Late rains last week wash away drought fears in Maharashtra

Mumbai: Reeling under drought-like conditions just a few days ago, Marathwada and Vidarbha regions of Maharashtra now have drinking water stock that will last till June, thanks to a bout of heavy rainfall last week.

This was stated by Chief Minister Devendra Fadnavis, citing reports sent by District Collectors. The late downpour has come as a big relief for the BJP-led Government.

"According to the reports sent to me by District Collectors today, drinking water problem has eased in five of the seven districts in Marathwada (due to bountiful showers last week). There is enough water for cattle as well. The worst-hit regions have enough water to last till March next year and overall there is enough water to last till June 2016," Fadnavis told reporters here.

The number of water tankers put into service has come down to 64 from 143 (when water scarcity was severe) in Aurangabad, the main district of Marathwada. Water storage in Jaikwadi dam, one of the largest in Maharashtra, has increased to 7 per cent from 4.25 per cent. In Jalna, for the first time, Galathi dam has been filled upto 70 per cent, he said.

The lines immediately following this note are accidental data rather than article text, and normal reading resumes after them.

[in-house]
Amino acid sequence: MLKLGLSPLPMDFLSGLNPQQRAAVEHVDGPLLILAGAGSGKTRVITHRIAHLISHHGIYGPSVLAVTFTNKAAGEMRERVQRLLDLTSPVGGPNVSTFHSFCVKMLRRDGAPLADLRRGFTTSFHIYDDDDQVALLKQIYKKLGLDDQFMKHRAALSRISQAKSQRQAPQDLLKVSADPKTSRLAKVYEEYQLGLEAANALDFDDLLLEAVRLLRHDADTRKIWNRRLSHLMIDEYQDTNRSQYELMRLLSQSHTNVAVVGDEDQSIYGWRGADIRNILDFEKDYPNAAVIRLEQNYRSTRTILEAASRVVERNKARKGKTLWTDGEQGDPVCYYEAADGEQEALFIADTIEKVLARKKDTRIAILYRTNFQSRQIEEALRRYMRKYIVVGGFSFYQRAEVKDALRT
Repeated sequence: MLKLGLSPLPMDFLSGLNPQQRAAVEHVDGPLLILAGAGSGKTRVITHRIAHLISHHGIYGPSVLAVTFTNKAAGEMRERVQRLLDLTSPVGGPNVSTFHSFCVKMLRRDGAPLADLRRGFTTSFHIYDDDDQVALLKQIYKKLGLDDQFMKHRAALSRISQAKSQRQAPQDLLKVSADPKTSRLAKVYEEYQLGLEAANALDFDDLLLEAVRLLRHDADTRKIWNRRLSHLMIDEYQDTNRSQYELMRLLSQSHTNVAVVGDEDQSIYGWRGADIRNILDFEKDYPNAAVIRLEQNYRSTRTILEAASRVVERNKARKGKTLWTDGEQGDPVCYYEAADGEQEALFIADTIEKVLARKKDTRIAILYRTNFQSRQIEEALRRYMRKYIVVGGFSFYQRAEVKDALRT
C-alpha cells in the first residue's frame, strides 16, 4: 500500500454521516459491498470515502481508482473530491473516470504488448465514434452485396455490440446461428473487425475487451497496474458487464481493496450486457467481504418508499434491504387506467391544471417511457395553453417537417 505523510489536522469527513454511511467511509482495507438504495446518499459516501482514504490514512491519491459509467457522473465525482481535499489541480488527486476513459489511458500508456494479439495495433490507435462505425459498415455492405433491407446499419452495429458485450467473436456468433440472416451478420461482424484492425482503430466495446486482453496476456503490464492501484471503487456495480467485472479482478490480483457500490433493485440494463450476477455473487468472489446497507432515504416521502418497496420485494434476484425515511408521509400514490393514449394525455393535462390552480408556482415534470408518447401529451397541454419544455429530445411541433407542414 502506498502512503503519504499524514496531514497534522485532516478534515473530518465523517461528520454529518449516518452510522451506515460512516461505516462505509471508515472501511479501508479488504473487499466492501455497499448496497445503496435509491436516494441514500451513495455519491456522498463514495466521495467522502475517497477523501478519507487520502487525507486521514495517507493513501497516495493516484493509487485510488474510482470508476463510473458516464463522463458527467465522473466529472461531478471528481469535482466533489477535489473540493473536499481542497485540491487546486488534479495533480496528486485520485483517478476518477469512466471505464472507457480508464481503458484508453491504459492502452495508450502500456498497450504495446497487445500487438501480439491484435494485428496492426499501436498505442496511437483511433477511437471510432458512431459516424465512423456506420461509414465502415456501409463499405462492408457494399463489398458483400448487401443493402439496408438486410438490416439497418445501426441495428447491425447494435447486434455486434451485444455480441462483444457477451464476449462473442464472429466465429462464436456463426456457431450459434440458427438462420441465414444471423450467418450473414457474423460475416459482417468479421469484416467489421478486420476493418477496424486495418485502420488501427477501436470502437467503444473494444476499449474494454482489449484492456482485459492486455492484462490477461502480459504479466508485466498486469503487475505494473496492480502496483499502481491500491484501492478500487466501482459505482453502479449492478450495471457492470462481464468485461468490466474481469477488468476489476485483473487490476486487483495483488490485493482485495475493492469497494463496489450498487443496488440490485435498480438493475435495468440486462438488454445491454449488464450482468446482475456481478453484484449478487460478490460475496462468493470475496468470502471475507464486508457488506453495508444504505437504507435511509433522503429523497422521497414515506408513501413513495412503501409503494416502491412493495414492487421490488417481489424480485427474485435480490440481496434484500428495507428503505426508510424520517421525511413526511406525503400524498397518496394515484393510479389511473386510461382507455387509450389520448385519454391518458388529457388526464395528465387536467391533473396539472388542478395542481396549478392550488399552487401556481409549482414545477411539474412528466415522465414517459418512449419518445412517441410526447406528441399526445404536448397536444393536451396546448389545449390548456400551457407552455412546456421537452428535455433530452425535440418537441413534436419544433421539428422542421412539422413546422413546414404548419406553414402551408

Fadnavis said the plentiful showers have also brought cheers in other Marathwada districts like Beed and Parbhani. "In Parbhani, water storage in Yeldari dam has gone up to 13.5 per cent from 3.5 per cent and in Lower Dudhana dam to 55 per cent from 27 per cent," he said.

In the parched Latur district too, drinking water problem has been solved to some extent and the area under Rabi cultivation is likely to increase significantly, he said.

In Hingoli, water level in Siddheshwar and Isapur dams increased from 0 per cent to 14 per cent and 21 per cent to 34 per cent respectively.

"Number of water tankers has been reduced to 80 from 226 in Nanded. The number has been significantly reduced in other districts also, while Hingoli has almost become free of water tankers.

"Also, almost all structures made under Jal Yukta Shivar Abhiyan have got filled with rainwater, thereby increasing irrigation potential," Fadnavis said.

'Jal Yukta Shivar Abhiyan' involves deepening and widening of streams, construction of cement and earthen stop dams, work on nullahs and digging of farm ponds.

Parts of Vidarbha and Western Maharashtra also received heavy rainfall in the last few days.

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